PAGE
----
home of Mr. and Mrs. A. L. Strom on
Tuesday evening, January 3. "In uni
ty there is strength," so come and
learn more ways of benefit to your
selves and to the community. A good
social evening is assured.
Mr. and Mrs. Albert Boehm and
daughter visited at the Wm. Heruth
home in Greenbush on Sunday.
E. B. Carpenter was appointed clerk
in school district 43 to succeed O. C.
Bragg, who moved out of the district
Mrs. Eland of Minneapolis is visit
ing at the homes of her son, Carl
Eland, and daughter, Mrs. A. L. Strom.
Mrs. Ida Sanborn and family of
Baldwin, the Walter Dilley family, and
the E. B. Carpenter family spent
Christmas day with their mother,
Mrs. L. L. Carpenter.
Mr. and Mrs. Frank Spickall and
children spent Christmas and a few
days the first of the week with rela
tives at Elk River.
On Monday evening Mrs. John
Boehm, Mr. and Mrs. Phillip Beohm
and children, and Mr. and Mrs. Al
bert Boehm and daughter were en
tertained at the Alfred Wicktor home
A Happy New Year to the Union
staff and all the readers of that paper.
School Report of District 5.
Report for the month ending Decem
In the lower grades the following
were neither absent nor tardy. Lylla
Abrahamson, Raymond and Rudolph
Anderson, Lucy Bedard, Clifford and
John Burke, Billy Grow, Basil and
Reuben Johnson, Clinton j-nd Percy
Johnson, Louise Christianson, Leslie
Larson, Ernest Mallottc, Gladys Robi
deau and Bernard Wilhelm.
Alfred and Molhe Johnson and Ce
celia Nekola were present 19 days.
We had no cases of tardiness this
In the upper grades tho following
were neither absent no tardy George
Har-,!"Bedard, vmeu jx.wn.unv Joseph Fradette, Herbert
bors and Excelsior have written Min
nesota legion headquarters sayin.gP i earl Jones Edna, Glenn, and Olive
Legion auxiliary basketball team that On rndady night, December 23, wc
has never been whipped
save a Christmas program and basket
rL""^ i "V"^
.Vine, Amelia Brollaid, E\a Burl*e
Robideau Charles and Gerald Sager.
Olof Skogen was present 20 days, but
social which was well attended. The
proceeds, which were $45, will be used
for hot lunches. We thank all
helped us make this program and so
cial a success.
Helene and Ella Noeske, Teachers.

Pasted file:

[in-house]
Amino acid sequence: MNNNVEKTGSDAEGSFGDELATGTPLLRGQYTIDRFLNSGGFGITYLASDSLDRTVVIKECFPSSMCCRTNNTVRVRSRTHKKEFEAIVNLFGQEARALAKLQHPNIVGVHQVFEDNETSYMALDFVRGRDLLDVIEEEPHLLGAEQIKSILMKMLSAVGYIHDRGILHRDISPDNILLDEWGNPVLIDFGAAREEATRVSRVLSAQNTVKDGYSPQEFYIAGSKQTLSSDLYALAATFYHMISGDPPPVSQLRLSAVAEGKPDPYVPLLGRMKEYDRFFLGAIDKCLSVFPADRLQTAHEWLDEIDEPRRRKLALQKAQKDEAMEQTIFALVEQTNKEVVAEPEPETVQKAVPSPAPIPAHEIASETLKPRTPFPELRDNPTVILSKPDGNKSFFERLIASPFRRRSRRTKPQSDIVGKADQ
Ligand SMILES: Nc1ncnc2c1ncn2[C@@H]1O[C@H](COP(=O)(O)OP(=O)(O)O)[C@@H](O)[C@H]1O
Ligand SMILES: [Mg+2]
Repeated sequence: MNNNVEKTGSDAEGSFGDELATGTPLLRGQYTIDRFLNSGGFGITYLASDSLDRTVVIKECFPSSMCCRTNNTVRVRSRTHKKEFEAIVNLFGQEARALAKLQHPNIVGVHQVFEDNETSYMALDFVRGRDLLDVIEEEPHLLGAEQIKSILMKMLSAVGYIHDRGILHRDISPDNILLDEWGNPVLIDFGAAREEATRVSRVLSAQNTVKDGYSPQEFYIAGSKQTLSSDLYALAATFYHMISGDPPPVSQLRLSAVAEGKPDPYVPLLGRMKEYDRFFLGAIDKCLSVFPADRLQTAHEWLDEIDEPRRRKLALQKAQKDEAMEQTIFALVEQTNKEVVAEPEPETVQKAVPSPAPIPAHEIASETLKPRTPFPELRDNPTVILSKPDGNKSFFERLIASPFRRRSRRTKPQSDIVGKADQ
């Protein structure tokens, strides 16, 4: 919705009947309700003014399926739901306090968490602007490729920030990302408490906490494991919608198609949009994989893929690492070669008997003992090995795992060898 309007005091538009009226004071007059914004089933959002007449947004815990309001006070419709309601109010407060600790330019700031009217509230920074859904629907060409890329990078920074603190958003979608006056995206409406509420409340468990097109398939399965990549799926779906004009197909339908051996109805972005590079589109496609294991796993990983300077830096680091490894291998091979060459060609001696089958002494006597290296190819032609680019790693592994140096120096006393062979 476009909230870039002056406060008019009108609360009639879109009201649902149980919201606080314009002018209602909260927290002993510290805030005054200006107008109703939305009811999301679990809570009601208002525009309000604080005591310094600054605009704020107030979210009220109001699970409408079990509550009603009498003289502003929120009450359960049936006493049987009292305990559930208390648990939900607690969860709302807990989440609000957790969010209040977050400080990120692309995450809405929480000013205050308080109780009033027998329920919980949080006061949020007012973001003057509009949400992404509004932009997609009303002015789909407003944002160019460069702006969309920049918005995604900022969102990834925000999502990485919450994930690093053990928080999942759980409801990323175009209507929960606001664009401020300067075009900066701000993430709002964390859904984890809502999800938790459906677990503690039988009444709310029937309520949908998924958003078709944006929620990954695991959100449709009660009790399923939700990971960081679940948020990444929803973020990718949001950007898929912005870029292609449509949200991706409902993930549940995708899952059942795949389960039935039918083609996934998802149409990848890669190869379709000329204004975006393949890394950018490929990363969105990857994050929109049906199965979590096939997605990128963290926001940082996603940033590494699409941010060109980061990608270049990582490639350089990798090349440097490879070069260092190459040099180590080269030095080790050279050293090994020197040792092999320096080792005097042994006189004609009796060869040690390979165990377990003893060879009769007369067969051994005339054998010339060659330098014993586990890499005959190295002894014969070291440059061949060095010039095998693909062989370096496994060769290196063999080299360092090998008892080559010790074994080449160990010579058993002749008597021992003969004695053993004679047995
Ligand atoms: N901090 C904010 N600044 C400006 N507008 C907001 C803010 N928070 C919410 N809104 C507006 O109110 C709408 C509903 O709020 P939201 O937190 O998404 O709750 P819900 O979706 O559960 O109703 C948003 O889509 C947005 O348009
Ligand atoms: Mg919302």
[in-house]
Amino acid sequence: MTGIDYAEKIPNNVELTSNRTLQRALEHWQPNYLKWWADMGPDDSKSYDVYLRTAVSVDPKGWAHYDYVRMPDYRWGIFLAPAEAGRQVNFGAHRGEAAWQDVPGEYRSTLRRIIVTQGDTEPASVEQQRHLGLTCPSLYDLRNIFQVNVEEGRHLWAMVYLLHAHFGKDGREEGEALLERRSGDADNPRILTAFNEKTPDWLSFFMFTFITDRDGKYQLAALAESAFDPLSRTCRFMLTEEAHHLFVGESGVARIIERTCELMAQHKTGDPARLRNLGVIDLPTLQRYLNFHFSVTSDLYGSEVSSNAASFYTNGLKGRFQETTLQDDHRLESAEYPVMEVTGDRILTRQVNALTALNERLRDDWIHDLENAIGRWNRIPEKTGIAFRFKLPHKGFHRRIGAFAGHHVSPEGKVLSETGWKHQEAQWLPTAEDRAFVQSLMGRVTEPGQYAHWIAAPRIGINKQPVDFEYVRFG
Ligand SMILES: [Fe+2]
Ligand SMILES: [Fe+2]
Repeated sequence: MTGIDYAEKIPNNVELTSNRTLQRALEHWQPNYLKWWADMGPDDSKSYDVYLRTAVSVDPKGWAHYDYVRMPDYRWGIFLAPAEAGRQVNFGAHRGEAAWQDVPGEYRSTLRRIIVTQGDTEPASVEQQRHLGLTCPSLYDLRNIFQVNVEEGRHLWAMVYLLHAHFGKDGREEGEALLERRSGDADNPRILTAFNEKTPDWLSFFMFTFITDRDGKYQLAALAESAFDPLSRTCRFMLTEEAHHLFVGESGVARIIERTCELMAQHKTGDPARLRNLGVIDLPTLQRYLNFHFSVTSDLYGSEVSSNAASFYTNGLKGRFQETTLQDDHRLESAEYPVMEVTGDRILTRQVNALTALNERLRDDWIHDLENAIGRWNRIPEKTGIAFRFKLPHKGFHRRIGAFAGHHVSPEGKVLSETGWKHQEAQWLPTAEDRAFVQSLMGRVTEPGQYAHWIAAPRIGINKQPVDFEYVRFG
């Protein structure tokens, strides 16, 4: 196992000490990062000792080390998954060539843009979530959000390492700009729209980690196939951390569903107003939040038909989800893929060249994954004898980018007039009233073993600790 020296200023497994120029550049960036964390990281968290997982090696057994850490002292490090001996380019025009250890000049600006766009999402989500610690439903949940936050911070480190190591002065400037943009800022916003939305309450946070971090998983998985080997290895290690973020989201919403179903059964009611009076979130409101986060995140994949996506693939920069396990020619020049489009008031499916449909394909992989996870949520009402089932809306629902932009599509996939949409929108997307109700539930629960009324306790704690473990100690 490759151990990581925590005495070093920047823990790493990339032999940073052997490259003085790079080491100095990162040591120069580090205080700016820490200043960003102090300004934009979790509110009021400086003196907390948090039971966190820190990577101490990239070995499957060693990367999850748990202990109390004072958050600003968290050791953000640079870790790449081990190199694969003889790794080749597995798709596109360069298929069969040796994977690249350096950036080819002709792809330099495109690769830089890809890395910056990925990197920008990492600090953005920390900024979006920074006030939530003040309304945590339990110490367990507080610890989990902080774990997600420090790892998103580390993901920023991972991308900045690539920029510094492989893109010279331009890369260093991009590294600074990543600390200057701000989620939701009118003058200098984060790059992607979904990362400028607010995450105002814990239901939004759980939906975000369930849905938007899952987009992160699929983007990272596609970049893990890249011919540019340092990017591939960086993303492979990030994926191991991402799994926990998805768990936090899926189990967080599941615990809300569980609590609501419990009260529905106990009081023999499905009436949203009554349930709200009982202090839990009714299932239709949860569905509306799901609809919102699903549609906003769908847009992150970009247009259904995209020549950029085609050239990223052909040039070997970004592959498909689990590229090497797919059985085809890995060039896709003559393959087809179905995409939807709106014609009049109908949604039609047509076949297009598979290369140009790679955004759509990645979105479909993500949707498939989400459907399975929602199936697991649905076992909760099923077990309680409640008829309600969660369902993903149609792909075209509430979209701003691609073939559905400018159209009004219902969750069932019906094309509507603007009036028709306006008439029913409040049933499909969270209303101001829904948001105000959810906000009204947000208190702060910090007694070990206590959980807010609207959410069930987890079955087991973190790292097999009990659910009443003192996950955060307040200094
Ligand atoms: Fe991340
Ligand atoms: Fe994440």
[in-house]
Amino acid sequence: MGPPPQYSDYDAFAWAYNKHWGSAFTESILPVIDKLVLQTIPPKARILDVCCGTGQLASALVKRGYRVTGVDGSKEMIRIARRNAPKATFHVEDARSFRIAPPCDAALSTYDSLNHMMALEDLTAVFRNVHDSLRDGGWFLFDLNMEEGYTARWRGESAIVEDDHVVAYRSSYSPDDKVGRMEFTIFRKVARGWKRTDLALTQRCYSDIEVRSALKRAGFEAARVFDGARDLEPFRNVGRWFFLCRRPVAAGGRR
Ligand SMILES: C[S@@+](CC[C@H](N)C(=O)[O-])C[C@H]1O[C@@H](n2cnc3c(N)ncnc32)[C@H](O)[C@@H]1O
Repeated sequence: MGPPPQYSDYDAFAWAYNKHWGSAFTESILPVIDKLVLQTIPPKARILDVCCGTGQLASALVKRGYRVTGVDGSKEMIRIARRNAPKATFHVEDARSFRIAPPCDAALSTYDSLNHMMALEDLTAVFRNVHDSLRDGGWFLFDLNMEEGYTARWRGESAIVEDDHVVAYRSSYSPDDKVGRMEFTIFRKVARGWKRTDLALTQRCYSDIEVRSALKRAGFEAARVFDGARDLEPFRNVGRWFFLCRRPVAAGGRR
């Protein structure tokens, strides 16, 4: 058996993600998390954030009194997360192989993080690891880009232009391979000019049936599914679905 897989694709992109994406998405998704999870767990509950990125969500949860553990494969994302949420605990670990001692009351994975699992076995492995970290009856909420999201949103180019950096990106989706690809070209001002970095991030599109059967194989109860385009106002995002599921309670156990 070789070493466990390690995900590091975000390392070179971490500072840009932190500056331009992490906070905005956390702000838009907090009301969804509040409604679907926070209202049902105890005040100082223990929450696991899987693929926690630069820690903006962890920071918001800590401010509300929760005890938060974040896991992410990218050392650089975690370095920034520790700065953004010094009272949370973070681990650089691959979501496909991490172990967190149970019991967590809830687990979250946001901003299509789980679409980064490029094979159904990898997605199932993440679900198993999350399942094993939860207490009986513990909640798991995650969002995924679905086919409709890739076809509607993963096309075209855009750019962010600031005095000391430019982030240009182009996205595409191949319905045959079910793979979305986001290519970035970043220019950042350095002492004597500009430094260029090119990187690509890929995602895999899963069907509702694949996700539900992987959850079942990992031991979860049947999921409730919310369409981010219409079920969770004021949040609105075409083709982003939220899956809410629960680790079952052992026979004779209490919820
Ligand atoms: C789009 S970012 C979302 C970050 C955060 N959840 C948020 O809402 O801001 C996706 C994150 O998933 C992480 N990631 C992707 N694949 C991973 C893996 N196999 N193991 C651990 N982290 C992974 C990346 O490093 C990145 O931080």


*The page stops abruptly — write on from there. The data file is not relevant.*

Milton's Mulberry Tree.
A cutting from a mulberry tree
planted by John Milton at Oxford has
been planted in the grounds of Mil
ton's cottage at Chalfont. It is a pretty
sentiment which inspired such an act
a tribute to the great poet which he
would have been the first to appreci
ate. Having fled from London to this
quiet Bucks village, he there put into
the hands of friend Ellwood the com
pleted "Paradise Lost." He had him
take it home, "read it at my leisure."
says Ellwood, "and when I had so
done, return it to him with my Judg
ment thereon." Leisure is the spirit
of this quiet cottage, with its wealth
of climbing roses the mulberry tree
from Oxford will be an added charm
in the coming years in this place of
literary pilgrimage.Christian Science
Testing the Hairdresser's Touch.
In Berlin there is a "school" where
It is the aim not merely to teach the
students what to do, but to Instruct
them thoroughly in the best way to
do it, and there is a test which they
all have to meet before they are
judged to be competent hairdressers.
This machine Is specially designed to
test the user's ability to comb hair
without pulling or jerking or breaking
it. By recording the tension at all
times during the combing, it gives a
complete indication of the manner in
which the wielding of the comb
Candles on Birthday Cakes.
The custom of placing candles on a
birthday cakeone for each year
comes from Germany. The Germans
placed a thick one in the center, called
Lebenslicht, the light of life. Only he
or she who declares his or her birth
day may put out the light of life It
is unlucky if done by any other member
of the family. The lights are symbols
of life and its portions the years. For
persons advanced in years one candle
must do duty, as otherwise too many
would be required.
She Carried a Roll.